Turkish President Erdogan Tones Down Reference to Kashmir in UN Speech

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Turkey President Recep Tayyip Erdogan at the UN General Assembly meeting in New York. — File photo

“We maintain stand in favour of solving the ongoing problem in Kashmir for 74 years through dialogue between the parties and within the framework of relevant United Nations resolutions,” Erdogan said

UNITED NATIONS — Turkey’s President Recep Tayyip Erdogan has again raised the Kashmir issue at the United Nations, but his statement was milder compared to those he made the previous two years.

“We maintain stand in favour of solving the ongoing problem in Kashmir for 74 years through dialogue between the parties and within the framework of relevant United Nations resolutions,” he said on Tuesday in his speech at the General Assembly’s summit.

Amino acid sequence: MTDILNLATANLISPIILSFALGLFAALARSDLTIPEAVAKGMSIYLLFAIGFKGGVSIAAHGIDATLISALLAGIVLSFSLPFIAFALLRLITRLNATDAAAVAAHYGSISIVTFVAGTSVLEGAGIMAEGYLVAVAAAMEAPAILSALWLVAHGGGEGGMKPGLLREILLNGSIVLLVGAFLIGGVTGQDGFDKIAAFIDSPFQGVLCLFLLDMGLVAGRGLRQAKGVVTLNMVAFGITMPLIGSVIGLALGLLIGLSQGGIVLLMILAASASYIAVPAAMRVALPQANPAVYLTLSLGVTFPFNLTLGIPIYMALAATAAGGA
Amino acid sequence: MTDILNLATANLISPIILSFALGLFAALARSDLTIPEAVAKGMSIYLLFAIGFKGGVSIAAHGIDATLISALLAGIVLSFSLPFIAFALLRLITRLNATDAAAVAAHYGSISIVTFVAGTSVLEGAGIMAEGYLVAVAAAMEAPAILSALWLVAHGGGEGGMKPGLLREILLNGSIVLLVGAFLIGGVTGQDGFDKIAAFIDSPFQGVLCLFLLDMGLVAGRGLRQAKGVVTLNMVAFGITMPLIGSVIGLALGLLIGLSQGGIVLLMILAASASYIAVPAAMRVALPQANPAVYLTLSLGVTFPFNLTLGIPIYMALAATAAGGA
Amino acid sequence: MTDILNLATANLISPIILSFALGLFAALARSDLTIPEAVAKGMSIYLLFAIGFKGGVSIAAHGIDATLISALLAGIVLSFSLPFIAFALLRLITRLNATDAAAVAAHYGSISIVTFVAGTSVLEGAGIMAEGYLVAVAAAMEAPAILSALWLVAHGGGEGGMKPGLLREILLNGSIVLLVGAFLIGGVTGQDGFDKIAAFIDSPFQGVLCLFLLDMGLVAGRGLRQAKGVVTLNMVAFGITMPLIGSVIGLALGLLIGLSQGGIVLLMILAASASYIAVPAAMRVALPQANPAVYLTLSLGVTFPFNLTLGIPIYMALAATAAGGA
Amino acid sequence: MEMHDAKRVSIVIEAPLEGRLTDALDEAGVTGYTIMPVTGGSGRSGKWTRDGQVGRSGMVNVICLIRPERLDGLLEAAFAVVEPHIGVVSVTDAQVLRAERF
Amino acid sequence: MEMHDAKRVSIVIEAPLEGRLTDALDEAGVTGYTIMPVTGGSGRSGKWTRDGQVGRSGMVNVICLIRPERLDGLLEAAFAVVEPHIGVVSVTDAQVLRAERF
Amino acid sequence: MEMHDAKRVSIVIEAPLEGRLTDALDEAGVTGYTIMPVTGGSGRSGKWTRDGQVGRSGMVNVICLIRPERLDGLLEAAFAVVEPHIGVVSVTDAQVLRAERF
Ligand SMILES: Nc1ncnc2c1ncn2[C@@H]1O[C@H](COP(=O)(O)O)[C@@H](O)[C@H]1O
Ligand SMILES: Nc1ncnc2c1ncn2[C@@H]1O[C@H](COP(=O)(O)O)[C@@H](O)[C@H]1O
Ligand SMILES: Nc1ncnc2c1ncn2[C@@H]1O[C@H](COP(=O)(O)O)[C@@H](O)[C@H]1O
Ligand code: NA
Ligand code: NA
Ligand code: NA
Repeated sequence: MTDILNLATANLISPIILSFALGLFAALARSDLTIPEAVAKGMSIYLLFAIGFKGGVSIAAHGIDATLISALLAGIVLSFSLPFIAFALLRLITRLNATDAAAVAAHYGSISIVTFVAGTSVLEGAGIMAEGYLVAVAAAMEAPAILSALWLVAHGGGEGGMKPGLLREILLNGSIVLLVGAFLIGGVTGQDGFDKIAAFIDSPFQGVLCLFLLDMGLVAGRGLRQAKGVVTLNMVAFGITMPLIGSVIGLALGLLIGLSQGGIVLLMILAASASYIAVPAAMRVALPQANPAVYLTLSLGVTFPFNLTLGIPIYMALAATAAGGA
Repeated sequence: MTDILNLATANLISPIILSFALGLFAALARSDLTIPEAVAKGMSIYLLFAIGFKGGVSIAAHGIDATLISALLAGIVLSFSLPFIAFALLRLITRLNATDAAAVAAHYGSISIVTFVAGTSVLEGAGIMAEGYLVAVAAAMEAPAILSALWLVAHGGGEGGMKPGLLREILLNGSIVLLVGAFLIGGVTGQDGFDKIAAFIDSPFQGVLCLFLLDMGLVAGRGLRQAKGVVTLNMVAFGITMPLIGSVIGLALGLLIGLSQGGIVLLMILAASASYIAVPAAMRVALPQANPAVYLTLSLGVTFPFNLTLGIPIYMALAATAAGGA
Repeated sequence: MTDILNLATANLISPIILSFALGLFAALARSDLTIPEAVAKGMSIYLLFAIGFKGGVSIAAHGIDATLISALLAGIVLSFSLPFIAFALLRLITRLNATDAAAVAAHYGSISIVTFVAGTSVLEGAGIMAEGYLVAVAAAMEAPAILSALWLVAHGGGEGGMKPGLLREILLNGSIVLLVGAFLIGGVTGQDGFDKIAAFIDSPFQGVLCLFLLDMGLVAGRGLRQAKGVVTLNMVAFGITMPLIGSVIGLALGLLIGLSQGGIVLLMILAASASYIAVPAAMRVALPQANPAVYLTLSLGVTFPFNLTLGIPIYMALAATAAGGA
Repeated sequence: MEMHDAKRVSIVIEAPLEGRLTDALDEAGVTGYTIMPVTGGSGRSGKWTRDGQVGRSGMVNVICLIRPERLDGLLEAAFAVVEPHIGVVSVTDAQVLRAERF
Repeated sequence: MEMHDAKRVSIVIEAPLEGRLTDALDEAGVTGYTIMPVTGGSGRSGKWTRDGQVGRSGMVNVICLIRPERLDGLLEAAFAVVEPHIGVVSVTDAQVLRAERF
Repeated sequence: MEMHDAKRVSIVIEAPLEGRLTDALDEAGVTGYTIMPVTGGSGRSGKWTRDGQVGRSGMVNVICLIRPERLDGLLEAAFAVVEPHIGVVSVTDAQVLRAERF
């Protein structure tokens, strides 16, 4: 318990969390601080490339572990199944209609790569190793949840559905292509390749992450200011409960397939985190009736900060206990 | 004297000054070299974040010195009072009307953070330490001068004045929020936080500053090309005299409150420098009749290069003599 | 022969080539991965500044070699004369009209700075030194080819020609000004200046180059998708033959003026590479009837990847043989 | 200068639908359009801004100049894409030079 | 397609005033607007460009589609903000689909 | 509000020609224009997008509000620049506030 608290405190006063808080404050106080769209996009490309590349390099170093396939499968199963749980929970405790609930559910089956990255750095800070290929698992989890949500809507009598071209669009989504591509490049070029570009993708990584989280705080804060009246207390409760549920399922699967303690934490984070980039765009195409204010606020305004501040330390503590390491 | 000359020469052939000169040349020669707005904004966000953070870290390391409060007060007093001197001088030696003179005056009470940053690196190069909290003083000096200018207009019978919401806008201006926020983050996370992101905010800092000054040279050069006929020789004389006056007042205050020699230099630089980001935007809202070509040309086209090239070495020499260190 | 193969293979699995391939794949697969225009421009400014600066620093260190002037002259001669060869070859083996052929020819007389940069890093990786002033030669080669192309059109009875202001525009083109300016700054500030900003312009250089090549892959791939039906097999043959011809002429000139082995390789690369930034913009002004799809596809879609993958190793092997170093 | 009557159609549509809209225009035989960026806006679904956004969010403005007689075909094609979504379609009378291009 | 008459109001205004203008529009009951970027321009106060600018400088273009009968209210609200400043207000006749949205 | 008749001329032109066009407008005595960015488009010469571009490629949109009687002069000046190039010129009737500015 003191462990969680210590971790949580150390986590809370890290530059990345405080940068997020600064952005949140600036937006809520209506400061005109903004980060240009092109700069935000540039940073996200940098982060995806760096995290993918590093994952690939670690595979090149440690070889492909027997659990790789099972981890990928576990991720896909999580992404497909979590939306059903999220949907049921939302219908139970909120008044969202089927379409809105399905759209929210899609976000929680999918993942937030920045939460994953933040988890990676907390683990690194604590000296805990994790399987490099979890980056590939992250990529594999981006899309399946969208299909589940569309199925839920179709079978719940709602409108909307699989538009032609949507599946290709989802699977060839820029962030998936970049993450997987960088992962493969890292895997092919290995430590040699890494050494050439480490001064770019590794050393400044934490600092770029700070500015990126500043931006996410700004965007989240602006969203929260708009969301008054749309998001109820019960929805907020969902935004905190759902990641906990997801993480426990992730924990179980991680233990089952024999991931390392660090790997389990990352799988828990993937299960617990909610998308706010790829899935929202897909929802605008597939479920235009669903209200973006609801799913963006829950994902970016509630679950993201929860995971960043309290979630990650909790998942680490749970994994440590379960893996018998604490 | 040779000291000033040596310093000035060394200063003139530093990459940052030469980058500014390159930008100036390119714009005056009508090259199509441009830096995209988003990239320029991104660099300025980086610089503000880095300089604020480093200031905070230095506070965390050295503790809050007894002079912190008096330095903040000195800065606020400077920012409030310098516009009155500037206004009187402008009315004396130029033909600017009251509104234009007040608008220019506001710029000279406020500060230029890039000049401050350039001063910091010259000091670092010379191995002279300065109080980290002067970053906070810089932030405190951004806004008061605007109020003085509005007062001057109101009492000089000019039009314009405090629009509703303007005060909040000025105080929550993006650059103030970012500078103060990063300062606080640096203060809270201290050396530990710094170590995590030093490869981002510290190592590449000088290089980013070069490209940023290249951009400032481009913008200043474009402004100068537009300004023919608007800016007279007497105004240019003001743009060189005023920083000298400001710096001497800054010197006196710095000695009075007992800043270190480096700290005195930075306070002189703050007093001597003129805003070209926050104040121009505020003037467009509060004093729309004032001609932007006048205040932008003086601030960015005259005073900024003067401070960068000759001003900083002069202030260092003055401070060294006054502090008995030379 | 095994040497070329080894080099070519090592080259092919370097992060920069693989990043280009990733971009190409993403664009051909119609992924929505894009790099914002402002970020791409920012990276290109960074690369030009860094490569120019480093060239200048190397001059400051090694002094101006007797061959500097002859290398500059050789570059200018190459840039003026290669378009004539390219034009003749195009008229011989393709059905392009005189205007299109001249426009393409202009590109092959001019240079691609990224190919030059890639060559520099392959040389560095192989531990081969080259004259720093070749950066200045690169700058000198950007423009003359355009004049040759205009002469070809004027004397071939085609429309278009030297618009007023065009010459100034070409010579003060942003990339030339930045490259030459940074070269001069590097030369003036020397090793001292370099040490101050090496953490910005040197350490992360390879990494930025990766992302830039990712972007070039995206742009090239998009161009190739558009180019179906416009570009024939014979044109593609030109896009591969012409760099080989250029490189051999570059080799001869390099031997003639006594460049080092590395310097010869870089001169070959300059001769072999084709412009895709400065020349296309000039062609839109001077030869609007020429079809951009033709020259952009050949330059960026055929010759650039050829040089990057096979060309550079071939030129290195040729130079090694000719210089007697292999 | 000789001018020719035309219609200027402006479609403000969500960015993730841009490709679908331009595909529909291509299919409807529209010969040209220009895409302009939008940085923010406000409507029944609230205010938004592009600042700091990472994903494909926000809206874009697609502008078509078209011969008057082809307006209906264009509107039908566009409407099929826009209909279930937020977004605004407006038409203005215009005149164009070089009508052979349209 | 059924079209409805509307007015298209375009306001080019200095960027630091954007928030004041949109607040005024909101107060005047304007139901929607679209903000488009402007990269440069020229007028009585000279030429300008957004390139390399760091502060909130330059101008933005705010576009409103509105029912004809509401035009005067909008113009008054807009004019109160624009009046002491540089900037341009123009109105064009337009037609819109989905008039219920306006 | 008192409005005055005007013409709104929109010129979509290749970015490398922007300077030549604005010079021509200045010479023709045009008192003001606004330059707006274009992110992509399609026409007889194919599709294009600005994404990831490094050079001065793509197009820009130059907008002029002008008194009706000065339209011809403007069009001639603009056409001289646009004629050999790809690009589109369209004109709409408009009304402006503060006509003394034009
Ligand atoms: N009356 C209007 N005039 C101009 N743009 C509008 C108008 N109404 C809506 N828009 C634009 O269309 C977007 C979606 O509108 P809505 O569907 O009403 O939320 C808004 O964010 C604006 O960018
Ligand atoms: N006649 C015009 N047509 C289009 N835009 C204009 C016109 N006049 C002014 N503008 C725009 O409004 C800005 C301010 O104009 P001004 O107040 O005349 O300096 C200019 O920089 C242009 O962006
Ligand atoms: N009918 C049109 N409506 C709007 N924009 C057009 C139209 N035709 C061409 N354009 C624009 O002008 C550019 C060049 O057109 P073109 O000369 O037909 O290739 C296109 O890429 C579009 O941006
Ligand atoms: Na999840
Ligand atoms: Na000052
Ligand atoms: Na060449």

But last year he had described the Kashmir situation as a “burning issue” and criticised the abolition of the special status for Kashmir.

And in 2019, Erdogan had said that “despite the resolutions adopted, Kashmir is still besieged and eight million people are stuck in Kashmir,” he said referring to the Indian union territory.

That year Mahathir Mohamad, who was then the Prime Minister of Malaysia joined Erdogan in bringing up Kashmir. He said in a virulent statement that India “invaded and occupied” Kashmir.

But with the change in government, Malaysia did not bring up Kashmir last year.

Reacting to Erdogan’s statement in 2019, Prime Minister Narendra Modi cancelled a scheduled visit to Turkey.

India maintains that under the Simla Agreement of 1972 between Prime Minister Indira Gandhi and Zulfikar Ali Bhutto, who was at that time the president of Pakistan, Kashmir is a bilateral matter and should not be internationalised.

In his speech on Tuesday, Erdogan also made a mild reference to the problems faced by the Uighur Muslim minority in China.

“Within China’s territorial integrity perspective, we do believe more effort need to be displayed regarding the basic rights of Muslim Uighur Turks,” he said.

Members of the Uighur minority are being placed in camps and face restrictions on practicing their religion and their culture and language overwhelmed by China’s majority. — IANS

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